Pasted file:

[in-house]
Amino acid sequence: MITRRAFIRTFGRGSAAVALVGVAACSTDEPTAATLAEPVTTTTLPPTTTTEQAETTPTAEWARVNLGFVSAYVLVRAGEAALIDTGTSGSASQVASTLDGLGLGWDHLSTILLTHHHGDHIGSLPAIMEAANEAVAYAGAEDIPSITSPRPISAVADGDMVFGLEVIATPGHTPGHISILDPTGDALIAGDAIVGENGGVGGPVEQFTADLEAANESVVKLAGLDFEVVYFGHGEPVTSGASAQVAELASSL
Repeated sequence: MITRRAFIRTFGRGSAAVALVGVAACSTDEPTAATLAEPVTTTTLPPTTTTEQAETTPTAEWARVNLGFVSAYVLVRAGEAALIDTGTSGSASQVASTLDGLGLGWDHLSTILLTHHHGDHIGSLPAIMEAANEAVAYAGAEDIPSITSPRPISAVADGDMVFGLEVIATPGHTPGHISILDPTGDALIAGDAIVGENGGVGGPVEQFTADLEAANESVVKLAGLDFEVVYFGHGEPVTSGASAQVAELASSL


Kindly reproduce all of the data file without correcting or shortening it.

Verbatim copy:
[in-house]
Amino acid sequence: MITRRAFIRTFGRGSAAVALVGVAACSTDEPTAATLAEPVTTTTLPPTTTTEQAETTPTAEWARVNLGFVSAYVLVRAGEAALIDTGTSGSASQVASTLDGLGLGWDHLSTILLTHHHGDHIGSLPAIMEAANEAVAYAGAEDIPSITSPRPISAVADGDMVFGLEVIATPGHTPGHISILDPTGDALIAGDAIVGENGGVGGPVEQFTADLEAANESVVKLAGLDFEVVYFGHGEPVTSGASAQVAELASSL
Repeated sequence: MITRRAFIRTFGRGSAAVALVGVAACSTDEPTAATLAEPVTTTTLPPTTTTEQAETTPTAEWARVNLGFVSAYVLVRAGEAALIDTGTSGSASQVASTLDGLGLGWDHLSTILLTHHHGDHIGSLPAIMEAANEAVAYAGAEDIPSITSPRPISAVADGDMVFGLEVIATPGHTPGHISILDPTGDALIAGDAIVGENGGVGGPVEQFTADLEAANESVVKLAGLDFEVVYFGHGEPVTSGASAQVAELASSL